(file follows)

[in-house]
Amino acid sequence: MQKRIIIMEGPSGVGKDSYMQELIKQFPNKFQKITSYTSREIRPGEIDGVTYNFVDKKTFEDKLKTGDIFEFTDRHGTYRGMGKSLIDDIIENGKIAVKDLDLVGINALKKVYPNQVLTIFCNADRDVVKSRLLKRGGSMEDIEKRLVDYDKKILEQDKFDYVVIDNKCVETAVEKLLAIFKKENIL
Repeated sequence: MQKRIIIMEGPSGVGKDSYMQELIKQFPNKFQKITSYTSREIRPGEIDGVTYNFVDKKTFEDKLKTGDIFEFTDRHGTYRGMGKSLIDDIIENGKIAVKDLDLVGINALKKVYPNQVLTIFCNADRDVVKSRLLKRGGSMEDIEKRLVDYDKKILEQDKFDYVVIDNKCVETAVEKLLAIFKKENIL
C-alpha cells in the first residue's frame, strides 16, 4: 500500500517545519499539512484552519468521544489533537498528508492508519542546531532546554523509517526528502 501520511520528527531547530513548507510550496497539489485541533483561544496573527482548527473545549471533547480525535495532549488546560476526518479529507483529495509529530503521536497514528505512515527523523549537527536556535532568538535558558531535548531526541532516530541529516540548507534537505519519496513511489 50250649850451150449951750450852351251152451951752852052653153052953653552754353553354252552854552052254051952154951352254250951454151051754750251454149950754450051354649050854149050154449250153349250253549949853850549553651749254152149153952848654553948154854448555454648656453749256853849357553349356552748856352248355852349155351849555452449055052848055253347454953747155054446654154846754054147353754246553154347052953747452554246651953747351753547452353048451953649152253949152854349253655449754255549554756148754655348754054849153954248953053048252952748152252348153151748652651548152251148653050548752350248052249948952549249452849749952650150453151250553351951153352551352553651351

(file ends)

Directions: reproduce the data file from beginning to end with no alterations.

[in-house]
Amino acid sequence: MQKRIIIMEGPSGVGKDSYMQELIKQFPNKFQKITSYTSREIRPGEIDGVTYNFVDKKTFEDKLKTGDIFEFTDRHGTYRGMGKSLIDDIIENGKIAVKDLDLVGINALKKVYPNQVLTIFCNADRDVVKSRLLKRGGSMEDIEKRLVDYDKKILEQDKFDYVVIDNKCVETAVEKLLAIFKKENIL
Repeated sequence: MQKRIIIMEGPSGVGKDSYMQELIKQFPNKFQKITSYTSREIRPGEIDGVTYNFVDKKTFEDKLKTGDIFEFTDRHGTYRGMGKSLIDDIIENGKIAVKDLDLVGINALKKVYPNQVLTIFCNADRDVVKSRLLKRGGSMEDIEKRLVDYDKKILEQDKFDYVVIDNKCVETAVEKLLAIFKKENIL
C-alpha cells in the first residue's frame, strides 16, 4: 500500500517545519499539512484552519468521544489533537498528508492508519542546531532546554523509517526528502 501520511520528527531547530513548507510550496497539489485541533483561544496573527482548527473545549471533547480525535495532549488546560476526518479529507483529495509529530503521536497514528505512515527523523549537527536556535532568538535558558531535548531526541532516530541529516540548507534537505519519496513511489 50250649850451150449951750450852351251152451951752852052653153052953653552754353553354252552854552052254051952154951352254250951454151051754750251454149950754450051354649050854149050154449250153349250253549949853850549553651749254152149153952848654553948154854448555454648656453749256853849357553349356552748856352248355852349155351849555452449055052848055253347454953747155054446654154846754054147353754246553154347052953747452554246651953747351753547452353048451953649152253949152854349253655449754255549554756148754655348754054849153954248953053048252952748152252348153151748652651548152251148653050548752350248052249948952549249452849749952650150453151250553351951153352551352553651351